1) This is the story of a very tall, fat and friendless kid whose admirable single mother escaped a threatening husband and raised her family in England, giving her son the drive to become something even bigger than his shoe size (15). He temporarily sheds his fat and builds a body to match his acquired athletic skills. You would think there would be the usual set of photos inserted on glossy pages about half way through the book that are de rigeur for this type of breezy bio. I always go through them before reading a word of the text. The best of the lot were the ones in Liz Taylor’s effort, Elizabeth Takes Off, and in Katharine Hepburn’s Me. In this case, the only photo is the one on the dust jacket. Surely there's a snap of him shoveling a plate of his beloved Twinkies down his throat? Are we to assume this to be an effort to make us take the story more seriously? I think not, given that it is ghost-written in carelessly comic book cadence by the flogging-worthy Chris Bull, who makes Mr. Amaechi seem like a darker and taller version of Caspar the Friendly Ghost. Without the before and after pics, my heart strings sag, untugged. (Really, I bet the publishers cheaped out on the production of this book, doubting it would sell much beyond its headline moment.)

2) This turns out not to be a story about a gay professional basketball player as much as it is the story of a sad child who uses his elongated body to patch together a life that he rather regrets in the long run. He admits to never having loved his sport. Eventually rich, he builds himself a grand house with a huge hot tub before realizing that he has no friends to fill it. He spends a lot of time hammering us with his post-basketball charity work as a helper of needy children. OK, but that’s standard pageant patter. What else ya got ta say?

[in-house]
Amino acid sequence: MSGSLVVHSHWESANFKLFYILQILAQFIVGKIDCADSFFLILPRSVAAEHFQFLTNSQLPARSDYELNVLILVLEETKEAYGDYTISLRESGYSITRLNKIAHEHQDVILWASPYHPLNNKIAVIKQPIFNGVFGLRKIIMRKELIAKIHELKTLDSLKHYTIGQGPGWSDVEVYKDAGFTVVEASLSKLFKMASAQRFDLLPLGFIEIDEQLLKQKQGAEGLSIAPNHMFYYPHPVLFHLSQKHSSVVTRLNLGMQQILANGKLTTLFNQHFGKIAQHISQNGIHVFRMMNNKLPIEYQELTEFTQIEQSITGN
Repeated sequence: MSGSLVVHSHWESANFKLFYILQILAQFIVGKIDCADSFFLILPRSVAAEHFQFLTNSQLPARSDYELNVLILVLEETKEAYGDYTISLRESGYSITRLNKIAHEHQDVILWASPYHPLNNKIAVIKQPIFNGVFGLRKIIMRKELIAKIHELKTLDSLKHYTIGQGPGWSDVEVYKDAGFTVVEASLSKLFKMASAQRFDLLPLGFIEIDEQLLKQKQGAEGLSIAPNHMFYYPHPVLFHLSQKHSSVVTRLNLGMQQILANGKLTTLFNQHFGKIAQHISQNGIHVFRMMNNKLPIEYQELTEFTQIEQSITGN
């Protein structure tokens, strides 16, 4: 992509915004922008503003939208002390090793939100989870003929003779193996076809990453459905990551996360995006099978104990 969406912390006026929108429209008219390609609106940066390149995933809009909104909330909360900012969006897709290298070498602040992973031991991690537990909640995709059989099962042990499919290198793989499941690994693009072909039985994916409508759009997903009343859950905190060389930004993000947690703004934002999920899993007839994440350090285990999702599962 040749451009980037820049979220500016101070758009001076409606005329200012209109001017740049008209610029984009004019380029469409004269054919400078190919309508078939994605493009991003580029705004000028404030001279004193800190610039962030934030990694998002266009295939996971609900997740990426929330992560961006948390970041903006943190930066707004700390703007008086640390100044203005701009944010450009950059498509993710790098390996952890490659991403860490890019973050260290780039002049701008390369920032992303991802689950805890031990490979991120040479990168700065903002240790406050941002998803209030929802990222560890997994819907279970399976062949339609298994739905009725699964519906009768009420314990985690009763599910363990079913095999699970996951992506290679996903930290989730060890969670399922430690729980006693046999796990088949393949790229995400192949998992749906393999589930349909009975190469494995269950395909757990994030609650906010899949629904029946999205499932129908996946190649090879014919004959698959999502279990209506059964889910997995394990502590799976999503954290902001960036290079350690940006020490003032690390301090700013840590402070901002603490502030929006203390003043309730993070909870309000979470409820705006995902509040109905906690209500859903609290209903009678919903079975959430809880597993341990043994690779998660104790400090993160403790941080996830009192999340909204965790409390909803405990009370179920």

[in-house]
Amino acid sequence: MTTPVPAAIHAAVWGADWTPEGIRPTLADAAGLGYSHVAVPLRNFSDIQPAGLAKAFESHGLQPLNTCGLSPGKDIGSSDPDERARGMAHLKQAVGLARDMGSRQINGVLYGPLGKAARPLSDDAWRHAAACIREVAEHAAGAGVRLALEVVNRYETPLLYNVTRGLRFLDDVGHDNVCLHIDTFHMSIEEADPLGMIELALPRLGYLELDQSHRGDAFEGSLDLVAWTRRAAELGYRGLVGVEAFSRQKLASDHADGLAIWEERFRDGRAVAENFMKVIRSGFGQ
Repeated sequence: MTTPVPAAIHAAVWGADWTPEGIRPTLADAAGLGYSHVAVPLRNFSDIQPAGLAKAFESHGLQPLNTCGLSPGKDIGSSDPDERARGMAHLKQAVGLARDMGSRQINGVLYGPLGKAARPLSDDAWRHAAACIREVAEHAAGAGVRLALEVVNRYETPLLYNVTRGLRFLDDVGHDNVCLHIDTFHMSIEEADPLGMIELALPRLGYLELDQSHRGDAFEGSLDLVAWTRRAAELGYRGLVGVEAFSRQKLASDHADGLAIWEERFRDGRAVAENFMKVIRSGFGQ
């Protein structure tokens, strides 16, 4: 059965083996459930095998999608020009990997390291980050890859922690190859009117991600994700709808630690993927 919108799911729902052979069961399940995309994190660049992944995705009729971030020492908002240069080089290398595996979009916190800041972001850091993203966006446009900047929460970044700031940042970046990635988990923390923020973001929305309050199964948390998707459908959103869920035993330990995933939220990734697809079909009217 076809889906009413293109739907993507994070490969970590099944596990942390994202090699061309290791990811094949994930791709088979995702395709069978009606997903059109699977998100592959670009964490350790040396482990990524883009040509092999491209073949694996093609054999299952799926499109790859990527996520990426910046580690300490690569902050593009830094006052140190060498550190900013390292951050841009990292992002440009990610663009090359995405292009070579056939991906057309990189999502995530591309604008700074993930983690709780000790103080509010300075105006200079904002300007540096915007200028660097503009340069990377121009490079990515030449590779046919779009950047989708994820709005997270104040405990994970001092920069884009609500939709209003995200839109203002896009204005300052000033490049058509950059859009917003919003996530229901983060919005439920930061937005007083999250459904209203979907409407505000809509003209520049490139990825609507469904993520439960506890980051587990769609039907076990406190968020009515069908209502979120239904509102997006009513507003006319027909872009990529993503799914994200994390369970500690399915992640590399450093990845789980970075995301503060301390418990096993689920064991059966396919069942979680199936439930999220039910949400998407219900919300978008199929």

3) This is a miserably unsexy book about a really sexy circumstance: the locker room and hotel-life of professional sportsmen. Mr. Amaechi seems to have barely been there. Did he even glance at his team mates? If he’s just trying to take some sort of high road by not acknowledging, let alone indulging our sexual fantasies, well I’m sorry, but the result passes beyond prudish clear through to boring. He mentions having had one boyfriend who remains, in this dry account, entirely faceless and mute. He mentions having had sex repeatedly in a library bathroom at Penn State. I was stunned at the blandness and brevity of the telling of this, his first gay sexual experience. He mostly avoids gay bars and wouldn’t consider internet trolling. Too big to be really prissy, he calls to mind the Brontosaurus: hugest of it species, and yet, a taciturn vegan.

4) Mr. Amaechi seems like a nicey-nice fellow, and I would like to have sex (once) entangled in his banyanesque limbs, but given his addiction to carbohydrates and his swishy attitude about Earl Grey tea, God help the man who becomes his boyfriend, forced to sit by the fireplace every night watching Mr. Amaechi’s hips swell faster and larger than K.D. Lang’s.

5) I’d like to say one good thing about this book. I think it unintentionally provides us with a Swarovski crystal clear insight into the contract negotiation system of the NBA, and into the moronic and brutish behavior of team managers, coaches and owners.

New York Pride is in June. I’m guessing Mr. Amaechi won’t be entirely forgotten by then and will probably be featured prominently in an expensive Savile Row suit, waving at us from a convertible, in the parade. After that, he ought to wait ten years, and then try rewriting this little mess, adding the missing ingredients of his sure-to-be-acquired insight and passion.

On to the nostalgic.

We made on offer on that condo. The agent spluttered into his end of the phone connection but has agreed to place it. A low offer means a smaller commission for him, but I let him know that I did my homework and that I would contact the seller directly if he did not convey my offer, as is mandated by law. No one helps the buyer in this game, so you’ve got to move with stealth and steel.